In 1987 the two Cambodian regimes continued to compete for respect and for legitimacy, and they both continued to proclaim a foreign policy based on peaceful coexistence, neutrality, and nonalignment. The CGDK, however, had the major share of international recognition as de jure representative of Cambodia, even though it did not possess supreme authority within the borders of Cambodia. De facto control of national territory was in the hands of the PRK, but, because the PRK had originated during the Vietnamese invasion and occupation of Cambodia, it was unable to gain legitimacy in the eyes of the United Nations. The United Nations would not validate an illegal act consummated by force of arms. Recognizing the PRK regime would be contrary to the UN Charter, which calls for peaceful settlement of all conflicts and for nonintervention in the internal affairs of sovereign and independent nations. In July 1982, the Phnom Penh regime, recognizing the futility of challenging the legality of the CGDK, announced that "in the immediate future" it would not seek "to reclaim the Kampuchean seat at the United Nations."

The Coalition's Strategy

The CGDK had formal diplomatic relations at the ambassadorial level with Bangladesh, China, Egypt, Malaysia, North Korea, Pakistan, Senegal, Somalia, Sudan, and Yugoslavia (as of late 1987). Chinese and North Korean relations with the coalition occasionally were in the limelight in the 1980s--Chinese relations because of China's role as the principal donor of material and military assistance to the CGDK, and North Korean relations because Sihanouk maintained his "private" residence in Pyongyang (a palace built for him by the president of North Korean, Kim Il Sung, in the early 1970s). Bangkok also was mentioned frequently in Cambodian foreign affairs because it had hosted meetings of CGDK leaders with Chinese and Thai officials regarding events in Indochina. Bangkok was also the site for the Office of Samdech Norodom Sihanouk's Personal Representative for Cambodia and Asia, which was headed by Sihanouk's son Prince Norodom Ranariddh. This office was Sihanouk's informal embassy.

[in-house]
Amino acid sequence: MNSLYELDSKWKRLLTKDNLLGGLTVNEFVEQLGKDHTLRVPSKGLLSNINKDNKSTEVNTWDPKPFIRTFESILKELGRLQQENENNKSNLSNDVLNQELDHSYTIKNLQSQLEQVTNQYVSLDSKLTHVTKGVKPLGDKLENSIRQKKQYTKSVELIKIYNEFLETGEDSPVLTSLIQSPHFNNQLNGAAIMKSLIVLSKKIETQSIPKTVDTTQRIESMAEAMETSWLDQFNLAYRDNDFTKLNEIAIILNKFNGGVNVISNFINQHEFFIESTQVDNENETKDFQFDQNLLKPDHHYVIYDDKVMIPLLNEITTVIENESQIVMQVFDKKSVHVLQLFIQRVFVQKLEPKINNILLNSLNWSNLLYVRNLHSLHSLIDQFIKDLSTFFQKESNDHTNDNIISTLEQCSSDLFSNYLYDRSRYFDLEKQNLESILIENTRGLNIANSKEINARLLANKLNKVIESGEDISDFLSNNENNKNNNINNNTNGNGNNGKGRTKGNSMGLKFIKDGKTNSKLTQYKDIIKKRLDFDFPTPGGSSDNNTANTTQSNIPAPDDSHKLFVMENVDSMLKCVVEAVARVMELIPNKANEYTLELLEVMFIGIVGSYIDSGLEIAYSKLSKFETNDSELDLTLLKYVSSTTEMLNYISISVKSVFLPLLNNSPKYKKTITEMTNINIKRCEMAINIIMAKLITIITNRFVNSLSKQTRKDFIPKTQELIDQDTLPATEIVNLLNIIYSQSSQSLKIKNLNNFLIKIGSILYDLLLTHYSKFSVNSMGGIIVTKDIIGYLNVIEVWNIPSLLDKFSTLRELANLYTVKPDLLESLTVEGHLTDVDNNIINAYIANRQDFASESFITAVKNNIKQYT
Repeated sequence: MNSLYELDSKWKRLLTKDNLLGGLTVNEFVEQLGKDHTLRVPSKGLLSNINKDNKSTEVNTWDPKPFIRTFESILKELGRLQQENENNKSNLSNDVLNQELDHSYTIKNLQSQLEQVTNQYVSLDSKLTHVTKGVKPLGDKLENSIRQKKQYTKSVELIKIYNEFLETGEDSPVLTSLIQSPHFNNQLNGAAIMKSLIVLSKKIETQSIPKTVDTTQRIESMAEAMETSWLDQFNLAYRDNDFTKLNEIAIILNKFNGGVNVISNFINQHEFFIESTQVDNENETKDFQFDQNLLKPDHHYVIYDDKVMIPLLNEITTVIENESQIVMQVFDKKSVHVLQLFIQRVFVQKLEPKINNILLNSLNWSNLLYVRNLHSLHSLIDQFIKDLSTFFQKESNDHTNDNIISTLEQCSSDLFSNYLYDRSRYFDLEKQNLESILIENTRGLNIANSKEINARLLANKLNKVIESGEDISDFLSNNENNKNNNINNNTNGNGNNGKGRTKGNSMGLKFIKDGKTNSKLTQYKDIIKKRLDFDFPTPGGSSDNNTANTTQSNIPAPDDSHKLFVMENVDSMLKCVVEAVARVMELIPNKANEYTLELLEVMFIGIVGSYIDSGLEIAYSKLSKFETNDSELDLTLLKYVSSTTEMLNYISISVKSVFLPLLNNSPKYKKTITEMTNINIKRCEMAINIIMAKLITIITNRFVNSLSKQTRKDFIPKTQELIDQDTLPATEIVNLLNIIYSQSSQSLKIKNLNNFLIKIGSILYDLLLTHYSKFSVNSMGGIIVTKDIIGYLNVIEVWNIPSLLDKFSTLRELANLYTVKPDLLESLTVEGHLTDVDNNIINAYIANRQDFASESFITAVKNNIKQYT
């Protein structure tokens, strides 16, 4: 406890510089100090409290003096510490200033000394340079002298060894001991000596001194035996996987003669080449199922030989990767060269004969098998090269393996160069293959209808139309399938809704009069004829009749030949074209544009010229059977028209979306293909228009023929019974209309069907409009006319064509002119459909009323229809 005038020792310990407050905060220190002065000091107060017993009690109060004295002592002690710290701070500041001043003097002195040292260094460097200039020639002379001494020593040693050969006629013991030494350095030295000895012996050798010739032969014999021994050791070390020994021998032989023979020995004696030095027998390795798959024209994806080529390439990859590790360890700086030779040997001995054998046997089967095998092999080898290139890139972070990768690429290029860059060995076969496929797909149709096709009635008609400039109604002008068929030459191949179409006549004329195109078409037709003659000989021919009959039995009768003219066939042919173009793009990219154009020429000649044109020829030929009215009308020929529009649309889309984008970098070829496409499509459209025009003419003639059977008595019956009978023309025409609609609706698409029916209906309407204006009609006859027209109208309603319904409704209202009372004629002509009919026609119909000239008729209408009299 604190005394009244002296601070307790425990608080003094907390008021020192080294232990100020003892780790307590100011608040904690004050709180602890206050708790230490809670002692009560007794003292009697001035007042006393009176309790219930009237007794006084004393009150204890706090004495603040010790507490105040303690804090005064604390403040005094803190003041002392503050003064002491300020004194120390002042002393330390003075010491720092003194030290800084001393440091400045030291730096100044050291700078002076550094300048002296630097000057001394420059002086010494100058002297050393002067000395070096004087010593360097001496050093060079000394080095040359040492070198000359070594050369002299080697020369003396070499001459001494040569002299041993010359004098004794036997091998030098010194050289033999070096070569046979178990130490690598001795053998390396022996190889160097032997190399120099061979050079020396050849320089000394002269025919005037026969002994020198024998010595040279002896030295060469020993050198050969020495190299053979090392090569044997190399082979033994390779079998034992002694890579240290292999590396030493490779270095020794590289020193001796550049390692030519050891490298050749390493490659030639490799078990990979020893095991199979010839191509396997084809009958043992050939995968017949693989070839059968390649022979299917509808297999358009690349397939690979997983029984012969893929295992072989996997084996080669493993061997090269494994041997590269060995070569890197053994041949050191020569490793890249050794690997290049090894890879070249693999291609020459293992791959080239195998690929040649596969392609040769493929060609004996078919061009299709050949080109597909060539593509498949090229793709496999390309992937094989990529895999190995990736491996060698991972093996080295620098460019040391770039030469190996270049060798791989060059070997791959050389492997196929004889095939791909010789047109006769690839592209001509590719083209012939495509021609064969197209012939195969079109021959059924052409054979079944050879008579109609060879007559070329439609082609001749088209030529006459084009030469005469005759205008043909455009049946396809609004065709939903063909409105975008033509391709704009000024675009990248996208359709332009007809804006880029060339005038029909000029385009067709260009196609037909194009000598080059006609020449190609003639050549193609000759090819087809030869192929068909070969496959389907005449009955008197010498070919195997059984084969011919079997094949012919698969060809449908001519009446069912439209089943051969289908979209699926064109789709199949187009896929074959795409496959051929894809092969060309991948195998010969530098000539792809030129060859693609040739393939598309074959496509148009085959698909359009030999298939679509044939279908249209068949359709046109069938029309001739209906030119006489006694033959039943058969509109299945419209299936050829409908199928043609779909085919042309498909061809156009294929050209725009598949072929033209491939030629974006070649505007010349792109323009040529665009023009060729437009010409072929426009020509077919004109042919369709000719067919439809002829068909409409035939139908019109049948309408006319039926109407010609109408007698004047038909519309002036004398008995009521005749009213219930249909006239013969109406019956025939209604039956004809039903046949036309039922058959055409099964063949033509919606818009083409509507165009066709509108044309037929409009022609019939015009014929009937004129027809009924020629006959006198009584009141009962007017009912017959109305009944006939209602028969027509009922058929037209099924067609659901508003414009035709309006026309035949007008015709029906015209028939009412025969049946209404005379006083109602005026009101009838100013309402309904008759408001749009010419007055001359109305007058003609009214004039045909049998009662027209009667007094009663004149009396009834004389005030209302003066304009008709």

The CGDK had a permanent mission--consisting of representatives from all three of the CGDK partners--to the United Nations in New York. In formal debates in the UN General Assembly, however, the chief delegate of the Khmer Rouge group represented the CGDK because the coalition's June 1982 agreement said that the diplomatic envoys of Democratic Kampuchea who were in office at that time would remain in their posts. The permanent mission became active each September during the UN General Assembly's opening session. Mission representatives sought to obtain reaffirmation of the General Assembly's September 1979 resolution calling for an unconditional withdrawal of "foreign" (Vietnamese) troops from Cambodia and for Cambodian self-determination free of external constraints. In 1979 ninety-one nations backed the resolution, twenty-one nations opposed it, and twenty-nine abstained. In 1987 although 117 nations reaffirmed the same resolution, the number of countries which opposed it remained essentially unchanged. Some countries, such as the United States, supported resolutions but did not recognize Democratic Kampuchea, the CGDK, or the PRK. Britain and Australia withdrew recognition of Democratic Kampuchea in December 1979, and in October 1980, respectively, but both supported the CGDK's effort to get the Vietnamese troops out of Cambodia and to determine its future freely under UN supervision.

Phnom Penh and Its Allies

Following its establishment, the primary foreign relationships of the PRK were those with Vietnam, Laos, the Soviet Union, and the countries of Eastern Europe. The PRK had only one resident mission in a noncommunist state, the one in India. The PRK also maintained diplomatic relations with about twenty other Third World nations, including Afghanistan, Angola, the Congo, Ethiopia, Libya, Madagascar, Mozambique, Nicaragua, and Panama. In 1980 about thirty countries recognized the PRK; seven years later, that number had not changed. In 1987 nearly eighty countries recognized Democratic Kampuchea.